As for the differences between a v-twin and a parallel twin, especially when talking about liquid cooled bikes, is that the look different. They also tend to have quite a few more parts, because a parallel twin can share many common parts, like cams and cam chains and heads and cylinders.

There are all kinds of ways to build both a v-twin and a parallel twin. Most people think of Harley when they think of a v-twin, and the offbeat idle and vibration a Harley makes. That is the way Harley chooses to build their engines. It is possible, using a different bore and stroke, and offset crankpins, to build a v-twin as smooth and quiet and powerful as any parallel twin.

Parallel twins can also be built in different configurations. Most are 180 degree designs, where the pistons go up and down opposite each other, like bicycle pedals. These are the smoothest. Many British bikes used 360 degree cranks, where the pistons go up and down together, firing on alternate revolutions. This basically amounts to a big single, and vibrates a lot more. But you can go farther than that. It is possible to build a parallel twin that sounds and vibrates just like a Harley. All you have to do is use a long stroke design (undersquare) and offset the crankpins 270 degrees. This is what causes the uneven idle and all the shaking from a Harley engine. The first cylinder fires, the second (rear) cylinder fires 315 degrees later, then there is a 405 degree gap until the first cylinder fires again, giving the engine its unique sound. This produces a lot of torque, but not much peak hp, and keeps the redline low. With such an uneven firing order, the engine is actually trying to tear itself apart.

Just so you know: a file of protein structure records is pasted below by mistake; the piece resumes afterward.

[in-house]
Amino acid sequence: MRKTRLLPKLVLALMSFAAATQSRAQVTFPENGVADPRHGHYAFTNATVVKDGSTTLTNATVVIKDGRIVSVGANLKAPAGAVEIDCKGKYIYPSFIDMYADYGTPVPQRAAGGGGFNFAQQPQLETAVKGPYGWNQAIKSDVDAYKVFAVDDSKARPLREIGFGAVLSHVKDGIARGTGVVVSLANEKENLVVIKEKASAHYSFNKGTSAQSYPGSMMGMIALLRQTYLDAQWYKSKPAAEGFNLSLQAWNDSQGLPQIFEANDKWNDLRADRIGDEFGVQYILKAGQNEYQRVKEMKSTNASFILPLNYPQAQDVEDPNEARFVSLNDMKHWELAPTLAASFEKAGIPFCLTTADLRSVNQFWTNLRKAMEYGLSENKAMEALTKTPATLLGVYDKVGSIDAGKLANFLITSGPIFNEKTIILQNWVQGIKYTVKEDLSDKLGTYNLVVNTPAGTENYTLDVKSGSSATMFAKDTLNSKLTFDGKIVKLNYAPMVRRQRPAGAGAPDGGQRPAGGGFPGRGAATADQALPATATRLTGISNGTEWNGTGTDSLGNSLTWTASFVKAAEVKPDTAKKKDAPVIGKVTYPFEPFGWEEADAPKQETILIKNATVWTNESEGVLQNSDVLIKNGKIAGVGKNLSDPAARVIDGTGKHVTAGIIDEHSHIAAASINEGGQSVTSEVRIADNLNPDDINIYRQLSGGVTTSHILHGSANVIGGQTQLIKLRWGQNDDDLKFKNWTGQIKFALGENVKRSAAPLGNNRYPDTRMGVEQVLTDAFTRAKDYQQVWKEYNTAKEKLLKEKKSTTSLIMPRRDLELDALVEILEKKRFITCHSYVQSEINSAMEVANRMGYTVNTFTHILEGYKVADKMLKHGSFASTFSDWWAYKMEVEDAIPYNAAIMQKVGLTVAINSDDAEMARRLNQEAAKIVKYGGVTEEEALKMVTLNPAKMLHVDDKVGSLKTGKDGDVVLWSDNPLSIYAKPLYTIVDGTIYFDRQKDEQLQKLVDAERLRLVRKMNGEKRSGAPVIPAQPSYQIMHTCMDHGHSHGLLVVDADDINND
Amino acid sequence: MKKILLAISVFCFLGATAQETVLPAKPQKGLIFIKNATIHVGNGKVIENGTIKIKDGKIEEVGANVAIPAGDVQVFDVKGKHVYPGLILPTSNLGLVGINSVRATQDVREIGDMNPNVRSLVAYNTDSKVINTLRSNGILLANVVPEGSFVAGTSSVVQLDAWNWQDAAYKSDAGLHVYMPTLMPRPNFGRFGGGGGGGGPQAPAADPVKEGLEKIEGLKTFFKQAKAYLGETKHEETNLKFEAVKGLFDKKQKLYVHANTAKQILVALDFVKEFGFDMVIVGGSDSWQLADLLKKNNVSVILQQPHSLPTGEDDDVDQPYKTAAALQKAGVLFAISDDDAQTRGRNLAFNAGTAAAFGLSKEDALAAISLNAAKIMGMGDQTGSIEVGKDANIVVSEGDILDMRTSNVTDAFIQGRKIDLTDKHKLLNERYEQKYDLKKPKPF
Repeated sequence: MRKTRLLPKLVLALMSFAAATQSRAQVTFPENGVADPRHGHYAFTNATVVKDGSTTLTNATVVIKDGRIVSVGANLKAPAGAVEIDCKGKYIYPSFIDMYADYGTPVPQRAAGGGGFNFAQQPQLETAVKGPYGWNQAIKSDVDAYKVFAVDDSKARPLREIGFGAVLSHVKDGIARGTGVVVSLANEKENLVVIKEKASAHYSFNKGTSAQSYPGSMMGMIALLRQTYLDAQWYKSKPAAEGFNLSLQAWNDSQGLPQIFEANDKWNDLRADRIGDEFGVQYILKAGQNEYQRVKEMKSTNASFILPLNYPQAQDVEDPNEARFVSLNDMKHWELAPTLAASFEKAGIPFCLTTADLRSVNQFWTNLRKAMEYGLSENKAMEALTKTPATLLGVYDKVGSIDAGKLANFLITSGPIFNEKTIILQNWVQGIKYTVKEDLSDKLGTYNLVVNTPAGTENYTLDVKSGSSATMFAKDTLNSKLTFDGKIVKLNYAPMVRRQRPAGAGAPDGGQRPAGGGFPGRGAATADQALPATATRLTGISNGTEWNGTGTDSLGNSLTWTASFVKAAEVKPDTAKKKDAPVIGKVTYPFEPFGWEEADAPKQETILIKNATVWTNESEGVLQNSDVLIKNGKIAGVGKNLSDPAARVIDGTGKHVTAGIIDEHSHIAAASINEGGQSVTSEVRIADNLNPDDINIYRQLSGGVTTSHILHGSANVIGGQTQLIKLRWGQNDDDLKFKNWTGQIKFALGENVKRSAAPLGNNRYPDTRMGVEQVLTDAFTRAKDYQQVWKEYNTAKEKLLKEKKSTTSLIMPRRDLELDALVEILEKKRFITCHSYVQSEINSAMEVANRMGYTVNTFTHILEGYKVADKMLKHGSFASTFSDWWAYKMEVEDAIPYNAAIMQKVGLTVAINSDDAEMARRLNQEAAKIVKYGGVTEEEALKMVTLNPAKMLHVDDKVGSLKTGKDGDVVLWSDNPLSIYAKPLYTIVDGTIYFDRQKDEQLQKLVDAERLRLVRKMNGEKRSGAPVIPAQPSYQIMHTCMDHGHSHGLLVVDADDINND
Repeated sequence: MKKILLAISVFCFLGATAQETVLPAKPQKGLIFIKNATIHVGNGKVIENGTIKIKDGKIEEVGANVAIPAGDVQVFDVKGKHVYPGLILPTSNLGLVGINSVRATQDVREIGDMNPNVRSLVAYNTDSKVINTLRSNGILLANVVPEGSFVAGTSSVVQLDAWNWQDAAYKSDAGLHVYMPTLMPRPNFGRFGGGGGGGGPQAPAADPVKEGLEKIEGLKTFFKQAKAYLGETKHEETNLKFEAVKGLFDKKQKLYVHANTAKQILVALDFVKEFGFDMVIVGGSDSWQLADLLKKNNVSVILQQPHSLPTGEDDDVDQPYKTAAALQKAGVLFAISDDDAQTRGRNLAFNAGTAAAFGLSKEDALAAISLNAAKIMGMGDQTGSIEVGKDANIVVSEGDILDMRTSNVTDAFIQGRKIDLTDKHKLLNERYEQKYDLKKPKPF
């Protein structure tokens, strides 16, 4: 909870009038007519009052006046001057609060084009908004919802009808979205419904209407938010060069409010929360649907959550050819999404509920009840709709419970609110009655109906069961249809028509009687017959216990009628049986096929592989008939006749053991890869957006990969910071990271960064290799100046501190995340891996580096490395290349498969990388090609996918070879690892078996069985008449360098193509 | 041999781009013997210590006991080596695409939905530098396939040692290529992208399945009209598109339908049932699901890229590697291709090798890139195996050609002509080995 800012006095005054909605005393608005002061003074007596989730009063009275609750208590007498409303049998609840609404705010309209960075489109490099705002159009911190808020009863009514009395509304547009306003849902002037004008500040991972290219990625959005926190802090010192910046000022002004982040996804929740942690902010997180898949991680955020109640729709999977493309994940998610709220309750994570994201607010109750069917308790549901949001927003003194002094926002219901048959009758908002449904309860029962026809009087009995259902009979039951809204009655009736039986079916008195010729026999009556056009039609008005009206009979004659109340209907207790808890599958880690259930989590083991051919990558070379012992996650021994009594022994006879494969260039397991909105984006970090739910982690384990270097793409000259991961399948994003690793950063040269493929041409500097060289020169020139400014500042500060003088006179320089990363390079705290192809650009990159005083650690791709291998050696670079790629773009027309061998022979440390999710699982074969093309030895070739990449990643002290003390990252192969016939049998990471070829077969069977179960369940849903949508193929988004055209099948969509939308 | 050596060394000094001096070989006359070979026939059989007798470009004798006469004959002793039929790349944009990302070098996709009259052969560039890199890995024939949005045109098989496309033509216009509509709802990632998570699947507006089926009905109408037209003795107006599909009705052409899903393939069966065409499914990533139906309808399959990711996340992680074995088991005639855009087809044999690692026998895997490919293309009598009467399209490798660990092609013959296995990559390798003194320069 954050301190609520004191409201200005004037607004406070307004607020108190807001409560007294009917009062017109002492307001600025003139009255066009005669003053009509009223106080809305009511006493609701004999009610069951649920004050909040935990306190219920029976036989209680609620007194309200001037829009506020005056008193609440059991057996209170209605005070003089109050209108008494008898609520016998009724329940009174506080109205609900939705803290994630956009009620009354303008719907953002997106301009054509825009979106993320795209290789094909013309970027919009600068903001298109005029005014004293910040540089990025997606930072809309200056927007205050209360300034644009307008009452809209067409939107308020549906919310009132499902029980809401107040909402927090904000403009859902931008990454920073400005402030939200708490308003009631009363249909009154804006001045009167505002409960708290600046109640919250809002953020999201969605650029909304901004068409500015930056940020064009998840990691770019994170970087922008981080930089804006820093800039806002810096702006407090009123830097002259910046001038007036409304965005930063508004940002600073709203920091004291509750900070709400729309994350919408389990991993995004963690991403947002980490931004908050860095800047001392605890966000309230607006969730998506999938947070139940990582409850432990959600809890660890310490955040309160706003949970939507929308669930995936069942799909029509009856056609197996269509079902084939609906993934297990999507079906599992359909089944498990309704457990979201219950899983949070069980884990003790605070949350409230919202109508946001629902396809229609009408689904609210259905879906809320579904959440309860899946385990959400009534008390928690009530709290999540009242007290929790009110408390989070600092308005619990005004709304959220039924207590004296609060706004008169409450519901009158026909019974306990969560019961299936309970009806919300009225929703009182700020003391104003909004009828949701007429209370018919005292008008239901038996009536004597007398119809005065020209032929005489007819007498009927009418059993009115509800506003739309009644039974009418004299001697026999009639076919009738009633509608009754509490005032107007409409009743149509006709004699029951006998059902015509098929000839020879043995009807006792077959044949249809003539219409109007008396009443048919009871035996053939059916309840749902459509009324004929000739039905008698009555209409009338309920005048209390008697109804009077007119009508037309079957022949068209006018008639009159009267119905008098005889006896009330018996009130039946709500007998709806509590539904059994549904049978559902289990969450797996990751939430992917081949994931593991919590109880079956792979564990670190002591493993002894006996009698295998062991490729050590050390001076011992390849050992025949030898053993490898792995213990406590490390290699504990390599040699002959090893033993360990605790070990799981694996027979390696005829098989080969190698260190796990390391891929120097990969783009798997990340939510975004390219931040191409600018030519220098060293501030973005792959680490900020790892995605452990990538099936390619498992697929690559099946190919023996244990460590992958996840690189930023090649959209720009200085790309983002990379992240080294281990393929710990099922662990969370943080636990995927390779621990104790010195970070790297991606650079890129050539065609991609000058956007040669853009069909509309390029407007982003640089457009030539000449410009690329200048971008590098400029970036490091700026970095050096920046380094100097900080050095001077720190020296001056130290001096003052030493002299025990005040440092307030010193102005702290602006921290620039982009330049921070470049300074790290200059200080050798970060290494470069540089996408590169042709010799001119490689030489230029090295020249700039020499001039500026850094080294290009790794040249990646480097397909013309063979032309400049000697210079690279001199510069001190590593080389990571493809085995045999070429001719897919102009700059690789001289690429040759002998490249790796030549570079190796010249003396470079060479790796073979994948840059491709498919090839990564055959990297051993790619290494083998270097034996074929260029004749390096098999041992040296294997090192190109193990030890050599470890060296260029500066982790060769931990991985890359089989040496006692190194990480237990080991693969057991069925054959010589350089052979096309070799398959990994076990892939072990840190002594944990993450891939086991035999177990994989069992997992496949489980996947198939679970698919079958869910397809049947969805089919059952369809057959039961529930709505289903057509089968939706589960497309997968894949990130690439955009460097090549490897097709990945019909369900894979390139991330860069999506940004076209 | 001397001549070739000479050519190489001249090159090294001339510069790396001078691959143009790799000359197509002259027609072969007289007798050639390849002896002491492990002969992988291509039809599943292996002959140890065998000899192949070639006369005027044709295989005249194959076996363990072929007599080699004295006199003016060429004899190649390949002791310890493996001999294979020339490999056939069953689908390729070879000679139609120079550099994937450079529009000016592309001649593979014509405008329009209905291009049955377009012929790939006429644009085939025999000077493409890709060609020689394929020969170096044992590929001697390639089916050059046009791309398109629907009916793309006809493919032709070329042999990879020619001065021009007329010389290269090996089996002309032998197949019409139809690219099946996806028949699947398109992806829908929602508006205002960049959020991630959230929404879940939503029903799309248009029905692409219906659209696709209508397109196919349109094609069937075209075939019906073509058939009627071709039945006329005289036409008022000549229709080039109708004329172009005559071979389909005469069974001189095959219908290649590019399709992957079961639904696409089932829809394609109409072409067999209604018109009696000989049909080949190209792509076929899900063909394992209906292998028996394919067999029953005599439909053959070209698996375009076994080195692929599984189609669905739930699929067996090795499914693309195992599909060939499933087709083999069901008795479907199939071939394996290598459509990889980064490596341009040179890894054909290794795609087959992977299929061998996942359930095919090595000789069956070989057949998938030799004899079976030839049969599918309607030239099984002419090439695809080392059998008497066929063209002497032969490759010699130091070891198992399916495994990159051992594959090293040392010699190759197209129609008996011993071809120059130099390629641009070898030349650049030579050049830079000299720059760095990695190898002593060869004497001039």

Honda, being the engineering types they are, did not like this, so with the first v-twin Shadow, they used a short stroke and staggered crankpins, creating what was essentially a 180 degree parallel twin that LOOKED like a v-twin. It didn't go over to well with customers, because it did not have the "character" of the Harley engine. Since then the Japanese have built all kinds of v-twins, with varying V angles, some with single crankpins and some with staggered crankpins.

The Triumph Thunderbird, America, and Speedmaster use a parallel twin with a 270 degree crank, and sound and shake very much like a Harley.


But back to bikes, the CTX is the only non cruiser I can recommend. For a beginner or short person I definitely cannot recommend a sport bike or even a sporty bike. Compared to a cruiser (or the CTX) these bikes are top heavy, Have twitchy handling due to their lack of rake, are much harder to get your feet off the pegs and on the ground in a hurry, and they are just plain uncomfortable. They have low bars, which means you have to lean forward, placing a lot of your upper body weight on your wrists, arms, and shoulders, and because you are all bent over, you have to bend you neck way back to see where you are going. Another issue is the footpegs are way to far back, and way to high, scrunching your legs up underneath you, and making your feet almost vertical when they are on the pegs, with your toes pointing toward the ground. More than once I have got my foot caught between the shifter and peg, and almost dropped the bike. And if all that wasn't enough, they have the worst seats of any motorcycle, even worse than the narrow bricks on dual sport bikes. I gave up such bikes some time ago. They were always uncomfortable, but over the past few years the riding position has become so painful I can't even sit on one.